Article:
Between editing my share of The Speculative Turn, writing The Democracy of Objects, and other obligations things have been pretty hectic for me these days. At the moment I am putting together an article on Deleuze’s ethics of the event as developed in The Logic of Sense. The ethics Deleuze develops there is particularly interesting as it marks a departure from the starkly naturalistic ethics he developed in his earlier work on Nietzsche and Spinoza, but you’ll have to read the article to get that story and what motivated this shift, as brief as it was. At any rate, in investigating his ethics of the event I was drawn back to Deleuze’s 1967 essay, “How Do We Recognize Structuralism?” I had forgotten just how good this essay was. In certain respects it constitutes a cliff-note version of Difference and Repetition and The Logic of Sense, outlined in a mere thirty pages of crisp and clear prose. Not only is the essay remarkable for the manner in which it is able to distill the essence of structuralist thought, but it also amazes with its breadth of profound, sensitive and informed references to structuralist thinkers such as Lacan, Levi-Strauss, Foucault, Althusser and a host of others.

In short, “How Do We Recognize Structuralism?” is a must read for anyone interested in Deleuze’s thought and these thinkers. This essay is even more remarkable for the manner in which it anticipates so many contemporary themes and theses haunting thinkers like Zizek, Badiou, Ranciere, and so on. Fortunately it is now available online. I have some quibbles with the Desert Island translation– it really botches the difference between differenTiation and differenCiation, making what Deleuze is getting at pretty obscure for readers not familiar with Difference and Repetition –but overall it does a terrific job. Some readers will, by now, be familiar with From their webpage:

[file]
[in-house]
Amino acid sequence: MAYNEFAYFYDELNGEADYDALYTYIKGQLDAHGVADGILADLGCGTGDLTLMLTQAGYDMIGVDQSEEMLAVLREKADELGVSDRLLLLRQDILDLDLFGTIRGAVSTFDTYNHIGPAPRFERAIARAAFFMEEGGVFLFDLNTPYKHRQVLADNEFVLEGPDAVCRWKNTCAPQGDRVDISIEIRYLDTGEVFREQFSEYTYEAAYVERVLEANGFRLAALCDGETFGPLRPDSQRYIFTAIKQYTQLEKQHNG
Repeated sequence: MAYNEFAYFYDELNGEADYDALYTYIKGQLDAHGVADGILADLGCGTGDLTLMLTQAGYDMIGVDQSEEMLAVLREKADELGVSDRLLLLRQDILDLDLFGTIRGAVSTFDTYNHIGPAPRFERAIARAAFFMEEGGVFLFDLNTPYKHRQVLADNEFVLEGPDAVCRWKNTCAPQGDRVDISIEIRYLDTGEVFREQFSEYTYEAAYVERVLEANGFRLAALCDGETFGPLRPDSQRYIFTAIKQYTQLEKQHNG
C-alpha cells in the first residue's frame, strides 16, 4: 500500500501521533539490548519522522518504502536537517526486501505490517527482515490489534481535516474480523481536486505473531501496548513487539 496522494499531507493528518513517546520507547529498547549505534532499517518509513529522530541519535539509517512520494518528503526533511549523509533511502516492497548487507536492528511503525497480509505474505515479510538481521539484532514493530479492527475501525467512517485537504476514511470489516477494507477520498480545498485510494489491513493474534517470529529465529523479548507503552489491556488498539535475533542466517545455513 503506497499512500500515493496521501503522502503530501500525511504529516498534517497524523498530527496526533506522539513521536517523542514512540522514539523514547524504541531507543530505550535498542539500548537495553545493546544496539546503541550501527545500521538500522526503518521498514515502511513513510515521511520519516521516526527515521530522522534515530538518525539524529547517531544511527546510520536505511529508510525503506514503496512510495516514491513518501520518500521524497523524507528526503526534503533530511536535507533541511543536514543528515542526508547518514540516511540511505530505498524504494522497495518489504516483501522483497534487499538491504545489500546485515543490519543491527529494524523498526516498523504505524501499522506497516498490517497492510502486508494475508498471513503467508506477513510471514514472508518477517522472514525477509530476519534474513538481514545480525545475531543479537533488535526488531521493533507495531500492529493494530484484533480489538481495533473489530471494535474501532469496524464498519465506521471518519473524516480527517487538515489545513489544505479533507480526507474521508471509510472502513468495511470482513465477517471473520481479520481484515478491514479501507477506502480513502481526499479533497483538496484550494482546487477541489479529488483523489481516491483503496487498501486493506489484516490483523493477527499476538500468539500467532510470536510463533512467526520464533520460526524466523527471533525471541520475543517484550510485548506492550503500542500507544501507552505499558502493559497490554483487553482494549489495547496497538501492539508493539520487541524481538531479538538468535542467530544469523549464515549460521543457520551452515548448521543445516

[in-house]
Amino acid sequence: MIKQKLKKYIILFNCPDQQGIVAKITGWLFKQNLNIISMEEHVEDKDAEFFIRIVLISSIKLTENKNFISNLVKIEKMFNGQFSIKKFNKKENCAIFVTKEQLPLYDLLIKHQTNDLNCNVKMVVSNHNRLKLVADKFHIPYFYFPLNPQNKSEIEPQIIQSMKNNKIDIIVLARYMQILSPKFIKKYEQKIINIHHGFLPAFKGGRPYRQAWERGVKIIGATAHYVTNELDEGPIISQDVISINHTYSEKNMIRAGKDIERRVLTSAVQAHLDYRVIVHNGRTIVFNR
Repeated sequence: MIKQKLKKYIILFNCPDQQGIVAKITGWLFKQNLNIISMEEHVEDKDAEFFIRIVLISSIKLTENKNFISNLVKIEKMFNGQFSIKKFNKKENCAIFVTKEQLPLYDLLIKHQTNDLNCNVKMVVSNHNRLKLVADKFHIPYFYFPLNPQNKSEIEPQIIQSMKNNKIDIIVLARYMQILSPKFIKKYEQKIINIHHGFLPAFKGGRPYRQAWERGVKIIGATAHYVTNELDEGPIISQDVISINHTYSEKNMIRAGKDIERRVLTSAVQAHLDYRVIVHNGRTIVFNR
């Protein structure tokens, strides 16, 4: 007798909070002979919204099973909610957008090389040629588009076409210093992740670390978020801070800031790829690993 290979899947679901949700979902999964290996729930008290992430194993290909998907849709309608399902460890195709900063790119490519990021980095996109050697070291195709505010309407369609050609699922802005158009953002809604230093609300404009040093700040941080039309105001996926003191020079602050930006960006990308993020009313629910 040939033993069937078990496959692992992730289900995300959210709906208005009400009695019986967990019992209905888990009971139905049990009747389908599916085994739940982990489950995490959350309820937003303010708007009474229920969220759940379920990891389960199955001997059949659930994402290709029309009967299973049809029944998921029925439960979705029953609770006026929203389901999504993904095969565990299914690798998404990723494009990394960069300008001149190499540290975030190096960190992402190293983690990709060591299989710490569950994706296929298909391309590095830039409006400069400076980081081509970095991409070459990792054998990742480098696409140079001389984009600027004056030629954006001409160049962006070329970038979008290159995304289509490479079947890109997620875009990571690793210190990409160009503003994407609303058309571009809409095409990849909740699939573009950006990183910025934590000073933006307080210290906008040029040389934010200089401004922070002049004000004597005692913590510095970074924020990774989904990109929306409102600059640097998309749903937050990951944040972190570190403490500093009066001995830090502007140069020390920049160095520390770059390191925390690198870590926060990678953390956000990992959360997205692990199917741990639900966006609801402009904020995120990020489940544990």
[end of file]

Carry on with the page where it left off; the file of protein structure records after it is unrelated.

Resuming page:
AAAARG is a conversation platform – at different times it performs as a school, or a reading group, or a journal.

AAAARG was created with the intention of developing critical discourse outside of an institutional framework. But rather than thinking of it like a new building, imagine scaffolding that attaches onto existing buildings and creates new architectures between them. also has a massive library of complete primary texts, including my very first article, “The Politics of the Virtual”. Deleuze’s essay “How Do We Recognize Structuralism?” can be found in Desert Islands and Other Texts which is available in complete form in the “D” section (what a surprise!) of the library. Those interested in the library will have to join, but it is very easy to do so. This is a tremendous resource and a huge contribution to the democratization of ideas. Whoever’s done all this scanning is to be applauded for all their hard work.